• AHUMAN NECESSITIES
    • A61MEDICAL OR VETERINARY SCIENCE; HYGIENE
    • A61BDIAGNOSIS; SURGERY; IDENTIFICATION
    • A61B5/00Detecting, measuring or recording for diagnostic purposes; Identification of persons
    • A61B5/15Devices for taking samples of blood
    • A61B5/150992Blood sampling from a fluid line external to a patient, such as a catheter line, combined with an infusion line; blood sampling from indwelling needle sets, e.g. sealable ports, luer couplings, valves
    • AHUMAN NECESSITIES
    • A61MEDICAL OR VETERINARY SCIENCE; HYGIENE
    • A61MDEVICES FOR INTRODUCING MEDIA INTO, OR ONTO, THE BODY; DEVICES FOR TRANSDUCING BODY MEDIA OR FOR TAKING MEDIA FROM THE BODY; DEVICES FOR PRODUCING OR ENDING SLEEP OR STUPOR
    • A61M1/00Suction or pumping devices for medical purposes; Devices for carrying-off, for treatment of, or for carrying-over, body-liquids; Drainage systems
    • A61M1/02Blood transfusion apparatus
    • A61M1/0209Multiple bag systems for separating or storing blood components
    • AHUMAN NECESSITIES
    • A61MEDICAL OR VETERINARY SCIENCE; HYGIENE
    • A61MDEVICES FOR INTRODUCING MEDIA INTO, OR ONTO, THE BODY; DEVICES FOR TRANSDUCING BODY MEDIA OR FOR TAKING MEDIA FROM THE BODY; DEVICES FOR PRODUCING OR ENDING SLEEP OR STUPOR
    • A61M2202/00Special media to be introduced, removed or treated
    • A61M2202/04Liquids
    • A61M2202/0413Blood
    • A61M2202/0462Placental blood, umbilical cord blood

Abstract

A closed sterile bag system contains at least two separate compartments with communication between them temporarily blocked and with one of the compartments containing an erythrocyte sedimentation solution. The umbilical cord blood is collected and contacted with an anticoagulant whereupon the blockage is removed and the erythrocyte sedimentation solution is caused to contact the blood all within the closed sterile system.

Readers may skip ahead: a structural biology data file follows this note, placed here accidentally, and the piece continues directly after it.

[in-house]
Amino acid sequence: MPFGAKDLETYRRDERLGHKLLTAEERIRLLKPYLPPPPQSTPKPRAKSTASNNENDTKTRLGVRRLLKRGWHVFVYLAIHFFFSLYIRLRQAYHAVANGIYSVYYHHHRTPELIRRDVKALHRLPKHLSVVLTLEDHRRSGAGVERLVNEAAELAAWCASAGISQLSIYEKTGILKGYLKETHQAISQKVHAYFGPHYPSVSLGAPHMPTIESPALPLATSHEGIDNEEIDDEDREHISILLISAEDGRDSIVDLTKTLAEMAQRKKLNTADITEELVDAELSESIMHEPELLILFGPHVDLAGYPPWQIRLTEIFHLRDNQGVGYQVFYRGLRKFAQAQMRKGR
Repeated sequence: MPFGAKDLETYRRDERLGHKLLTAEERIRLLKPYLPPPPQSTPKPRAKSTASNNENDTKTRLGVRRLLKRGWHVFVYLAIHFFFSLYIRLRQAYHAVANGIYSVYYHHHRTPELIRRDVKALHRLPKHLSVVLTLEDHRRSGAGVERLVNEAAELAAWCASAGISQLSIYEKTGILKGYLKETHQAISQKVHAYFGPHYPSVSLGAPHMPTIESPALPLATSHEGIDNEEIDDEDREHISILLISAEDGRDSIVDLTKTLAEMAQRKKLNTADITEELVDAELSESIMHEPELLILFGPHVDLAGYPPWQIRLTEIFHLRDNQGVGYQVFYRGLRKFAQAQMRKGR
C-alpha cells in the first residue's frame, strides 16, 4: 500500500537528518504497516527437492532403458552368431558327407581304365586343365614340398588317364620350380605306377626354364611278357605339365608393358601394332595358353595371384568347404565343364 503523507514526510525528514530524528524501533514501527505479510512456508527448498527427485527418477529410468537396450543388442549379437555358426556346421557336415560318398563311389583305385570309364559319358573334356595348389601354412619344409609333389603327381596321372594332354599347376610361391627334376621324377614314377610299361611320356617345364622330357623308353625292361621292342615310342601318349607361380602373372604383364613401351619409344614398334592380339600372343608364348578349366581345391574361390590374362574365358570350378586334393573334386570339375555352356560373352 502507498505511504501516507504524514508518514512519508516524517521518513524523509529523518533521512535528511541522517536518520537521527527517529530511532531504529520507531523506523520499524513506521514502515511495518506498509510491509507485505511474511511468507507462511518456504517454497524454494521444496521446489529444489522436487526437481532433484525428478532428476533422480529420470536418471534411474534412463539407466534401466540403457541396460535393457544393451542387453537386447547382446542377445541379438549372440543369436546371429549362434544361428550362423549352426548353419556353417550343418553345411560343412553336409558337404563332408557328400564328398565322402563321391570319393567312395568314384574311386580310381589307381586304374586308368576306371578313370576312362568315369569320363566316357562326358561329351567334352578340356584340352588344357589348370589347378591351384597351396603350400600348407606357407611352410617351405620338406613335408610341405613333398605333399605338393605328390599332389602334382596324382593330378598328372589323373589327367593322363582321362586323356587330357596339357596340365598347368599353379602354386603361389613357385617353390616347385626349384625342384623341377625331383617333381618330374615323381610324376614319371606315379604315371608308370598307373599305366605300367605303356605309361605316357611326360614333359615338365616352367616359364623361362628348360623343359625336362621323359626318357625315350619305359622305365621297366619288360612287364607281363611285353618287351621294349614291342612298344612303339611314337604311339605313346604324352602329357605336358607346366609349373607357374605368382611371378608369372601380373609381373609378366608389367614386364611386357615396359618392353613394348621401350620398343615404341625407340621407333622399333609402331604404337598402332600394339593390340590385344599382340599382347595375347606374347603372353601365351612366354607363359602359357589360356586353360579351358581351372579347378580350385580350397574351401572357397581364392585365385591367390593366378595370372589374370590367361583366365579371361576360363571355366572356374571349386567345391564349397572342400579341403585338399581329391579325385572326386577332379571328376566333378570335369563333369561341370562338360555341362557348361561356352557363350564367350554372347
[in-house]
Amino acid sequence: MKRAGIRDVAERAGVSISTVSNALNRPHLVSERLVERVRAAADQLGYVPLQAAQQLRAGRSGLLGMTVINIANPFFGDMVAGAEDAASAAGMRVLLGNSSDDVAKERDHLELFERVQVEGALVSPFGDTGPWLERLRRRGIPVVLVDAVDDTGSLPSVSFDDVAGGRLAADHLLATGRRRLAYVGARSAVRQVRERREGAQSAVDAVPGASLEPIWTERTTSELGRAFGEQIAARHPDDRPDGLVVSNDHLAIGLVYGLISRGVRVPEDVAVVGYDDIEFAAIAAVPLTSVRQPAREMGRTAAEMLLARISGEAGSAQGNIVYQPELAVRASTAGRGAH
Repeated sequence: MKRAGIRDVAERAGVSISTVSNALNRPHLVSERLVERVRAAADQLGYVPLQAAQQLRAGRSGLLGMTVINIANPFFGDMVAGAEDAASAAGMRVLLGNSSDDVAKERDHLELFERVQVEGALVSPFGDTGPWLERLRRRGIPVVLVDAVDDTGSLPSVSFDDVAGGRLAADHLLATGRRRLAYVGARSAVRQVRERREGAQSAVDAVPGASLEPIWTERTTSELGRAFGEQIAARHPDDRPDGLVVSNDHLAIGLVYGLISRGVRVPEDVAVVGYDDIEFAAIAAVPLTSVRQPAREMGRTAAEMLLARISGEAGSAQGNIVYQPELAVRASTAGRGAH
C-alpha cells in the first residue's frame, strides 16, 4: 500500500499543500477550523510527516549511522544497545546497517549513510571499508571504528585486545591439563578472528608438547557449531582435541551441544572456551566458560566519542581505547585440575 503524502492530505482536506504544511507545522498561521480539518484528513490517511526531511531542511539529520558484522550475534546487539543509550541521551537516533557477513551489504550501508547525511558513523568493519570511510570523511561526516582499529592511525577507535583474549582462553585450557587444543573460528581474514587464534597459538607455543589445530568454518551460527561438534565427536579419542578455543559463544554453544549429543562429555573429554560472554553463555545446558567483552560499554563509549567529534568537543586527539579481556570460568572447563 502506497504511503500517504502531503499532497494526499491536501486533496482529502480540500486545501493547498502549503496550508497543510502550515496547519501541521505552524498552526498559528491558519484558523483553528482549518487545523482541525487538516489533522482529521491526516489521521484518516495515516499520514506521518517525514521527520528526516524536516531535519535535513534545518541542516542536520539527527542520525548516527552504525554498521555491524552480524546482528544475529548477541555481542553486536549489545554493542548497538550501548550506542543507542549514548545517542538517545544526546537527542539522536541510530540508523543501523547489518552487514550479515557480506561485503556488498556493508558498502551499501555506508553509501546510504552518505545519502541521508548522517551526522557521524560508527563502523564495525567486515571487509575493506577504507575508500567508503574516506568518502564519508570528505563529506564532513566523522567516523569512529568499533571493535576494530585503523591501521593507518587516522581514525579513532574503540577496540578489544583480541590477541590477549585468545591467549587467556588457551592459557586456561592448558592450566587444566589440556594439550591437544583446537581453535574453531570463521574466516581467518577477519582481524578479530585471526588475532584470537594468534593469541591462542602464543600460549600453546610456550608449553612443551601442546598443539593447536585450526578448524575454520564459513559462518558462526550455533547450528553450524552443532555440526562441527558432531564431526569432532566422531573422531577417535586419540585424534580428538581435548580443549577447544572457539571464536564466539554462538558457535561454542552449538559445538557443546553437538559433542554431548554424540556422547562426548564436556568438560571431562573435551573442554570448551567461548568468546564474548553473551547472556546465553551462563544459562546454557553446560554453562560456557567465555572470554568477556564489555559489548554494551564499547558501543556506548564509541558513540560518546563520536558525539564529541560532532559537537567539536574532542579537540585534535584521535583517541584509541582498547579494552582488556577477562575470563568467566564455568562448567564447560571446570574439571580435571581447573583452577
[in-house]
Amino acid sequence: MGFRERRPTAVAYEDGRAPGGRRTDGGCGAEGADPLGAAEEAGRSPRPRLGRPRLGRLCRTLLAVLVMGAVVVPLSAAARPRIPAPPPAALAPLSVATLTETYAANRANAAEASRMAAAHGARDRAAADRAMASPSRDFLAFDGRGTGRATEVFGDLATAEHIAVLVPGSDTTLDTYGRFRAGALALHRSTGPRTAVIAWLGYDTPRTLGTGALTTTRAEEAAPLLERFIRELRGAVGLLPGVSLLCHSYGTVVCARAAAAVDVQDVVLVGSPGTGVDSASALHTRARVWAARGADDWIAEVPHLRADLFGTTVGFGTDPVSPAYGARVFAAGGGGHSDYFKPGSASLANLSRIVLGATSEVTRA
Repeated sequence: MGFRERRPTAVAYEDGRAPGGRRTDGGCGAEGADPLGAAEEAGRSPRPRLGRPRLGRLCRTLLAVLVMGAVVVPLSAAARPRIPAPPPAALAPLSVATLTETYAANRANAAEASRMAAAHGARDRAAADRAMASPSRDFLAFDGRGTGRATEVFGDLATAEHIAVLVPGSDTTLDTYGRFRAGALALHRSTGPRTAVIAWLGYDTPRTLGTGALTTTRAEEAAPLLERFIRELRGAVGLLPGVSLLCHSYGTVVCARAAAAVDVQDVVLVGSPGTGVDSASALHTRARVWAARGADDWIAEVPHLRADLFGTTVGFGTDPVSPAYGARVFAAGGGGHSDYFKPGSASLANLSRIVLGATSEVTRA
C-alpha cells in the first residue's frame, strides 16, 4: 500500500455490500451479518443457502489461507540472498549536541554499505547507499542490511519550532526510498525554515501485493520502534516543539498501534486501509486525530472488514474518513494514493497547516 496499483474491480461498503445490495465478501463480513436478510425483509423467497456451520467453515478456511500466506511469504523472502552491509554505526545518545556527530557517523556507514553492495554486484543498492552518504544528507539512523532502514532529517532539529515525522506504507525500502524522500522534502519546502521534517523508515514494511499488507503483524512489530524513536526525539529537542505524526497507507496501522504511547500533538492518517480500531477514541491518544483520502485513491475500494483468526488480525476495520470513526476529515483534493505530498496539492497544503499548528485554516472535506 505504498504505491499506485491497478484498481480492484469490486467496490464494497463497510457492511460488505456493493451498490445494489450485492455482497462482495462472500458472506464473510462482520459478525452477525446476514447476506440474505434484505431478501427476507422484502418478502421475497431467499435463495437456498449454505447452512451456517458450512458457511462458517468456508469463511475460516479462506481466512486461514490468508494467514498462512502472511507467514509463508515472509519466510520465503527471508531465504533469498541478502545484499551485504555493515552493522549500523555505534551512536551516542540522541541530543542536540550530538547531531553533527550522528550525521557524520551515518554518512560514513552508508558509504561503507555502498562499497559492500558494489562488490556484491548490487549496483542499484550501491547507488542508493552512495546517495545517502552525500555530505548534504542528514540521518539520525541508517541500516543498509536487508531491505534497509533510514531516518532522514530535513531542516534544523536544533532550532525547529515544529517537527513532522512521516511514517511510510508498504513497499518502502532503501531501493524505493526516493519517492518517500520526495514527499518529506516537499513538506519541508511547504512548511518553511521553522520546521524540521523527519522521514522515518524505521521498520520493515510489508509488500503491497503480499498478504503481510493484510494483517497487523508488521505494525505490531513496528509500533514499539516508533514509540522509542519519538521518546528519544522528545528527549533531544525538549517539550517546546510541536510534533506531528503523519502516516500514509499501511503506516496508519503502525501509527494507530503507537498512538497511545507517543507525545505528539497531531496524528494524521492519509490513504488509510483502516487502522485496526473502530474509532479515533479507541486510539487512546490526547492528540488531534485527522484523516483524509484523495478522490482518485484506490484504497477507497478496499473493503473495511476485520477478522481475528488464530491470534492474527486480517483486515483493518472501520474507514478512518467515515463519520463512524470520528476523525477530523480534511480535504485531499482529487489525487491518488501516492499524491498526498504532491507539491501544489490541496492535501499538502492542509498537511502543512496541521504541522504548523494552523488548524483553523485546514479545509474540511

Description

SPECIFICATION

1. Field of the Invention

Our present invention relates to a method of and to a closed system for collecting and processing umbilical cord blood and, more particularly, to a closed blood-collection bag system with an erythrocyte sedimentation solution in a compartment of that closed system.

2. Background of the Invention

Stem cells are the cells in the bone marrow and in the peripheral blood that are able to create new blood cells. They can be used for the treatment of many congenital and acquired hematological diseases as, for example, cancer. They can be harvested from at least three sources. Besides the already mentioned bone marrow and peripheral blood, umbilical cord blood is an increasingly important source for stem cells as well. It offers several advantages over the other stem cell sources. Cord blood is easy and cheap to collect without risk for the donor and has a low incidence of graft-versus-host disease.

Standard blood bag systems for the collection and processing of peripheral blood consist of at least a collection bag and a collection needle, connected via a tube.